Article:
Center 9.24d 9.26abcd 9.28abcd 9.26bcd 9.26abcd 9.24d
Octanoic Acid Surface 23.59d 23.53de 34.46c 46.08b 52.79ab 60.66a 3.78 < 0.001
Mid 14.30def 13.33def 16.64def 22.81def 18.75def 20.57def
Center 12.95ef 12.41f 17.74def 15.67def 20.27def 18.81def
2-Heptanone Surface 2.38cde 2.16def 3.16bc 2.90bcd 4.63a 3.64b 0.31 0.001
Mid 1.33fgh 1.10gh 1.22gh 1.23gh 1.54efgh 1.82efgh
Center 1.19gh 1.09gh 1.19gh 0.99h 1.66efgh 1.96efg
2,3-Pentanedione Surface 0.22bcd 0.18bcd 0.30b 0.27bc 0.44a 0.30b 0.05 0.004
Mid 0.16cd 0.10d 0.12d 0.16cd 0.16cd 0.19bcd
Center 0.15cd 0.12d 0.13d 0.14d 0.19bcd 0.23bcd
  • Standard error (largest) of the least-squares means.

  • Means within a compound lacking a common superscript differ (P ≤ 0.05).

Methyl esters—such as butanoic acid methyl ester and hexanoic acid methyl ester—were impacted by a two-way interaction of IT × layer (P < 0.001). Unlike pentanal and hexanal, these lipid-derived compounds were most prominent from center portions of steaks cooked to lower IT (57°C, 63°C, and 68°C). Specifically, center and mid portions of steaks cooked to 57°C IT had the greatest (P < 0.05) amount of these methyl esters compared with all other IT and layer combinations. As previously stated, thermal treatment tends to degrade ester bonds (Domínguez et al., 2014; Rodas-González et al., 2015; Biller et al., 2017).

Counter again to both the described aldehydes and methyl esters, compounds classified as alcohols, carboxylic acids, and ketones followed a different trend in response to the interaction of IT and layer. 1-octanol and 2-heptanone contents were greater (P < 0.05) from surface samples compared with mid and center samples for each IT. The same was true for octanoic acid from surface samples at 68°C, 74°C, 79°C, and 85°C IT. For 1-hexanol and 2,3-pentanedione, surface samples had greater (P < 0.05) amounts compared with mid and center samples at 79°C IT. Across IT, surface samples yielded contents of these in greater quantity at 79°C and/or 85°C for each of the described compounds. Considering these findings, this group of compounds were associated with greater thermal exposure, being prominent in surface samples of steaks cooked to greater IT. Heating lipids leads to a series of derivatizations of fatty acids and subsequent further degradation of lipid-derived volatile compounds (Frankel, 1983). The results of this study confirm the dynamic changes that may impact beef lipids and lipid degradation products when heat is applied during cooking. Like Maillard products, final IT may shift the composition of lipid-derived compounds and influence final beef flavor. However, this shift would be compound dependent and vary not only at the steak surface but also the inner portions of steaks.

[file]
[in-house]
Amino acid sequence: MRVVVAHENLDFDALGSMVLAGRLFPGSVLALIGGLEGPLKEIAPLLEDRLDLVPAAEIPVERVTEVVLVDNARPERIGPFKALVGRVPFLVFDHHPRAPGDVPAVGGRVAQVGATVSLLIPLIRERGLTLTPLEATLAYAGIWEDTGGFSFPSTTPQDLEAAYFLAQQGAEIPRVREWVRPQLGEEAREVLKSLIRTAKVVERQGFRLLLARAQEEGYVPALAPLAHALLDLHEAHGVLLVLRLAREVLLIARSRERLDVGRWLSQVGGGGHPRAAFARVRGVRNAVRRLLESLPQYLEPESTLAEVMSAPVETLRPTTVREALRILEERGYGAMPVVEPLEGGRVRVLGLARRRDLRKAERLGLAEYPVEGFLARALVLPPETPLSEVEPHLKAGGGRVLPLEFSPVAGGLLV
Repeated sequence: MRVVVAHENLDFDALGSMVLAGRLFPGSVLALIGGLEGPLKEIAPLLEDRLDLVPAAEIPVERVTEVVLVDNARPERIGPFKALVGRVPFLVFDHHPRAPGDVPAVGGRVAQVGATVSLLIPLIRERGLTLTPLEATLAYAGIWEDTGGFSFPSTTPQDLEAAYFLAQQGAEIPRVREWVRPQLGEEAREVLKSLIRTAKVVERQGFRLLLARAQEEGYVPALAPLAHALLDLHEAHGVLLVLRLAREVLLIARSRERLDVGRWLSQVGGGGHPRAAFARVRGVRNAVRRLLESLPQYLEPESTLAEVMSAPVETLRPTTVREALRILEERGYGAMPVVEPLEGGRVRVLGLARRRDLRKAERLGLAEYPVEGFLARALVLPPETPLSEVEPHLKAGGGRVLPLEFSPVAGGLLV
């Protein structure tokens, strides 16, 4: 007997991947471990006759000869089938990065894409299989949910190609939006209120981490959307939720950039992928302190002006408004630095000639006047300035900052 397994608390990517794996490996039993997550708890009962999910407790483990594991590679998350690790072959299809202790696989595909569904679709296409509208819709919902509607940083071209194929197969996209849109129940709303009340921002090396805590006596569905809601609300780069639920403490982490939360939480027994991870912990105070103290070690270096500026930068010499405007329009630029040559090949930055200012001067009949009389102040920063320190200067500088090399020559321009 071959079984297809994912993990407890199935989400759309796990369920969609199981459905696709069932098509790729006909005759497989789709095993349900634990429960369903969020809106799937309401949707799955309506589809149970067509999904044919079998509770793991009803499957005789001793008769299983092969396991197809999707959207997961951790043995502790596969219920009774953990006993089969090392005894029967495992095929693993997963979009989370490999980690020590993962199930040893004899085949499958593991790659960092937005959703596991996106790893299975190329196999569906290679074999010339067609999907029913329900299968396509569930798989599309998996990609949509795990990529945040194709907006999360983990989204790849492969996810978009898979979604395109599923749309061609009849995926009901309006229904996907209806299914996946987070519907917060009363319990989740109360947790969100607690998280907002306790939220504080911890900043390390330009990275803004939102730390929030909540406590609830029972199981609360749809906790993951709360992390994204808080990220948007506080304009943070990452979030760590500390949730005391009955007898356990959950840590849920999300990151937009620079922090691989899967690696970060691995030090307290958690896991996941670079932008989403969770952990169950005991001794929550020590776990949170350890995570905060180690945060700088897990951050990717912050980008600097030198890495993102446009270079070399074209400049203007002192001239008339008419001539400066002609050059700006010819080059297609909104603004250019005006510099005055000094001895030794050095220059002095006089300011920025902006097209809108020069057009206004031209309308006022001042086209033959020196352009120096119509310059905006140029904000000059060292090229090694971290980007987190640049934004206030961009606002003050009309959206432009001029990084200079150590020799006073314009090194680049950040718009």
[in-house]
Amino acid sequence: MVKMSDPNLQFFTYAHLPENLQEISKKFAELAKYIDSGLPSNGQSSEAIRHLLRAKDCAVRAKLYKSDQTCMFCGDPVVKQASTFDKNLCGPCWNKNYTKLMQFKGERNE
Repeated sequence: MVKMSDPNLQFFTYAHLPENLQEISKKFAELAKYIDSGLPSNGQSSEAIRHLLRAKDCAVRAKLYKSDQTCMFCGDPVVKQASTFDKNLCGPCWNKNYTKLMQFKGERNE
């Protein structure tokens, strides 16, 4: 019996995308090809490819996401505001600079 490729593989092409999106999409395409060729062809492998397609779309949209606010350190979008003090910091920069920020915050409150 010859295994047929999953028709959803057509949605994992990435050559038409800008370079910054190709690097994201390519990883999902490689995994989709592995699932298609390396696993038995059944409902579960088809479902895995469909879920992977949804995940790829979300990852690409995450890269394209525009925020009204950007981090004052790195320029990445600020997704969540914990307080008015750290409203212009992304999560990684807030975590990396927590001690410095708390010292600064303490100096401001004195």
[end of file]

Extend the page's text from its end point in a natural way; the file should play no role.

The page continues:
Layer

Contents of 21 compounds differed among steak layers (P ≤ 0.020; Table 11). For Strecker aldehydes, contents of benzaldehyde, isobutyraldehyde, 3-methylbutanal, and 2-methylbutanal were each greatest (P < 0.05) from surface samples compared with mid and center portions, which had similar (P > 0.05) lower contents. Acetaldehyde was the lone Strecker aldehyde to have comparable (P > 0.05) contents between surface and mid portions, whereas the center layer was considered lower (P < 0.05) than the 2 outer layers. These results imply that the accumulation of Strecker aldehydes through the Maillard reaction primarily occurs at the surface of cooked steaks. In agreement with these findings, the end products of the Maillard reaction—nitrogen and sulfur-containing heterocyclic compounds—accumulated at steak surfaces. Specifically, methyl pyrazine, 2-ethy-3,5-dimethyl pyrazine, and 2-methyl thiophene each had greater (P < 0.05) contents at steak surface portions compared with mid and center layers of steaks. These findings support that the Maillard reaction requires high heat and dry environments for significant progression and volatile production.

Table 11.

Least-squares means of volatile flavor compounds (ng/g) differing among three layers (surface, mid, and center) of cooked composite beef steaks

Layer
Volatile Compound (ng/g) Surface Mid Center Standard Error1 P Value
Strecker Aldehydes
Benzaldehyde 10.68a 6.82b 6.59b 0.41 <0.001